The evidence seems to suggest that when technologies such as e-mail and instant messaging are introduced, they produce measurable improvements in efficiency and job satisfaction. Many mobile professionals view the technology as assisting them to work more flexibly by balancing a hectic work environment with the demands of everyday life. In support of this viewpoint, one senior executive from a U.S. firm related that while standing in a long queue to get through passport control he was able to avoid the stress by going through all the e-mails received during the eleven-hour flight. But the novelty wears off. Individuals can suffer technology-related stress, not only as work intrudes into their free time, but also from the sheer complexity of the gadgets they are expected to master. Mobile phones for example are increasingly being subjected to “feature creep” as more and more capabilities are added by manufacturers seeking to persuade customers to upgrade more frequently. Today’s youngsters are constantly messaging each other about things that have happened during the day, and this augurs well for their grasp of the technology as they make the transition from the classroom to the workplace.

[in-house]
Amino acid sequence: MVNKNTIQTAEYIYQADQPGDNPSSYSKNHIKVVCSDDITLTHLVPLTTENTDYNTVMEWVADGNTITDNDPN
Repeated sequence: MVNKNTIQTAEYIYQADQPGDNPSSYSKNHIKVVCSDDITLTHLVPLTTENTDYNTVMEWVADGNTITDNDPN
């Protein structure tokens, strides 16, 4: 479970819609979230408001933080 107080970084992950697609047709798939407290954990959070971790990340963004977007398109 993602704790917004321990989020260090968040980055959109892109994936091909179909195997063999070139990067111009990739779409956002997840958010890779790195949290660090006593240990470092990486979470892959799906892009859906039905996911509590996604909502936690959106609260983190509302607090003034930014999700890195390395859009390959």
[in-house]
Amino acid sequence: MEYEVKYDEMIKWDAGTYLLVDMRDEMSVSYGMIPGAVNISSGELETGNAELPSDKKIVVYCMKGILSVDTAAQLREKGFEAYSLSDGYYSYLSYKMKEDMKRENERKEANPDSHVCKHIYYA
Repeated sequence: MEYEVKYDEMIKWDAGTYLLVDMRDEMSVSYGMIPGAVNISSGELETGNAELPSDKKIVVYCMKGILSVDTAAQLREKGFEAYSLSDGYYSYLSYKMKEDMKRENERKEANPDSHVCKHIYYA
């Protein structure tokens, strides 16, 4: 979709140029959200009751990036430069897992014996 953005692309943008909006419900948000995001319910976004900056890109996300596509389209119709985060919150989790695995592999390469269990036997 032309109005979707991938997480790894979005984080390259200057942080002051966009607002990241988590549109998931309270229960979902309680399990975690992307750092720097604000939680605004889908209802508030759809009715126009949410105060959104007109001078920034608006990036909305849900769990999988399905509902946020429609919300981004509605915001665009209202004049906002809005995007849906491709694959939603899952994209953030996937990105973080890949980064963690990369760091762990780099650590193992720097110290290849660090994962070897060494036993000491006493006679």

While technology is becoming an integral part of every workplace, the people who function in the environment often complain that they lack the necessary skills to operate the expensive IT systems in which their employers have invested. A recent survey in the U.K. reports that only 40 percent of computer users have received any IT training while 90 percent of all new jobs now require IT skills. Even here in St. Vincent and the Grenadines, IT is becoming a key driver of productivity, which would require that more workers are exposed to training in order to perform their tasks more efficiently. Research analysts claim that every hour of professional IT training to which workers are exposed is worth at least five hours to the business. But companies should realize that the need for training is related to the level of complexity of IT so if people require more training for a specific function, it would be better to simplify the process to make it more manageable for them.